That doesn’t mean the account isn’t without some problems. First, there is seemingly a cast of thousands in the book — and it can be quite confusing to keep track of people at times, despite the author’s best intention to populate the book with reminders as to who’s who. This is especially true as Muhammad was especially fond of renaming his closest confidants when they decided to become one of the followers of his message. Two, this is a very varnished look at Muhammad’s life. While Muhammad does experience trials and tribulations, there’s very little in the way of the author using a critical eye towards the subject matter in terms of exposing flaws — Muhammad faces a challenge, and then finds a way to rise above it. Now, before anyone gets their druthers up, again, I’m a Christian, and I’ll even admit that there are things about Jesus (supposedly without sin) that I find a little unsavoury based on Bible readings: that he was sometimes impatient, especially with his disciples, and sometimes said the wrong things to people who were bereaving (the “Don’t cry” line to console someone who just lost someone special to them being an example). Thus, even Jesus has personal shortcomings to me. So this is hardly a journalistic account of Muhammad’s life — though this is a book that examines the more human side of the prophet. That said, you must admit that Muhammad’s positive personality and world-view shone through, and I found myself at times wondering why I don’t pay more attention to Islam as a religion as a result of the depiction of Muhammad in this book — something I’m hoping to rectify.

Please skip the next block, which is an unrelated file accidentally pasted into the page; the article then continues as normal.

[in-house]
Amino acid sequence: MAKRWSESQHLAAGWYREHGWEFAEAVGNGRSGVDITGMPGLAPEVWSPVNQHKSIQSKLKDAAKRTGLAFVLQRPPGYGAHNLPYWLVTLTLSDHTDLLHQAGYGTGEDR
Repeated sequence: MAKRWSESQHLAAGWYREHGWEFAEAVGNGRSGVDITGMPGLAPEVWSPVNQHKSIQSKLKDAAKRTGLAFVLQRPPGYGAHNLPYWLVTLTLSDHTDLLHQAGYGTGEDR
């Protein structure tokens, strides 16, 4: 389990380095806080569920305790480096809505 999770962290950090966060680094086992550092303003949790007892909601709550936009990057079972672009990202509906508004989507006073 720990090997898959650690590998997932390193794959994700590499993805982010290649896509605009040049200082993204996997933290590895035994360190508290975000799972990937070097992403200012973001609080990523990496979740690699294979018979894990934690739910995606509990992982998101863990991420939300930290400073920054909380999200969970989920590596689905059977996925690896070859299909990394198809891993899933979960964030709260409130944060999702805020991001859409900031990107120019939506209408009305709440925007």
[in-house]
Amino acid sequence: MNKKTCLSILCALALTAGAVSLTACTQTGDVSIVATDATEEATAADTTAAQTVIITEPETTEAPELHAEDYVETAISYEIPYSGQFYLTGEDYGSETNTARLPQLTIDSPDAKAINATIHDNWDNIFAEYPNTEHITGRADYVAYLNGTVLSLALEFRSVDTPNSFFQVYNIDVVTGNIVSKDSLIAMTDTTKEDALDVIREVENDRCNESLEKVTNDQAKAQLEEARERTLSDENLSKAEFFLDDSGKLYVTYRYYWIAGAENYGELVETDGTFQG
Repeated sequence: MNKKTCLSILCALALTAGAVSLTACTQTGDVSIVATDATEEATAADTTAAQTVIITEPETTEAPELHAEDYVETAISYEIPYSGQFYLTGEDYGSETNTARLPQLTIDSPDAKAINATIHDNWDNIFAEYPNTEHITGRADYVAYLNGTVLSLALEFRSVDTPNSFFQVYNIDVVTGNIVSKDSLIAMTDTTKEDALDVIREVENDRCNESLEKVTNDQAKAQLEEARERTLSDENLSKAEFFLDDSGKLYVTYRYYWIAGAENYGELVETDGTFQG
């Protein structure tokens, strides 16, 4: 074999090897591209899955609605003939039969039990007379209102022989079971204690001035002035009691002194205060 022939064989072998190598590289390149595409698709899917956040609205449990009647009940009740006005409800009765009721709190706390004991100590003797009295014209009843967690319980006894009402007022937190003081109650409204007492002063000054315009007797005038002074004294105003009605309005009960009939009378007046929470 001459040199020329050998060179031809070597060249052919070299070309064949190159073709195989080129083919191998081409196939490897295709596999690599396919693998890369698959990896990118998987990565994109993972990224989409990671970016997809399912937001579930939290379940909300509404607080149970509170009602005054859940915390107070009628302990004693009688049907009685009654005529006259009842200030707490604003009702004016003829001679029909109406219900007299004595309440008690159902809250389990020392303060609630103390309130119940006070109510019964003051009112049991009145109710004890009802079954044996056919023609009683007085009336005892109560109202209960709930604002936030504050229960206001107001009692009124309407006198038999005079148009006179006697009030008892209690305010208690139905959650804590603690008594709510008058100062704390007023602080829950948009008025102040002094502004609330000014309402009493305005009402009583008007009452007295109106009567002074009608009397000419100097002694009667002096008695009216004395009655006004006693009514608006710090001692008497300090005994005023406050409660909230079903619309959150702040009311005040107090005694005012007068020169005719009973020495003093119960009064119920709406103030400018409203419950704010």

Of course, the last chapter of the biography details how the Arabic world plunged into civil war after Muhammad’s death — but that subject is merely a sketch as it could probably fill a book or series of books all on its own. However, this seems to be more a book about rectifying the legacy of Muhammad’s life work for Western secular audiences and goes to show us that Islam has contributed many positive things, including a laudable way of living one’s life. Certain Muslim readers who want to learn more about Muhammad as a mortal may also learn a thing or two. All in all, Muhammad, the World-Changer details a powerful story with a strong moral center that makes it a worthy read for those who want to learn more about Islam. This is an engrossing tale and has helped to recolour my perception of Islam and further my understanding of it. While I wish the book might have been more well-rounded in its portraiture, I think this is a good starting place to learn about a major historical (and religious) figure. It is an enjoyable and illuminating read.

Mohamad Jebara’s Muhammad, the World-Changer: An Intimate Portrait was published by St. Martin’s Press / St. Martin’s Essentials on November 16, 2021.

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Get in touch: zacharyhoule@rogers.com




Book critic by night, technical writer by day. Follow me on Twitter @zachary_houle.

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Zachary Houle

Zachary Houle

Book critic by night, technical writer by day. Follow me on Twitter @zachary_houle.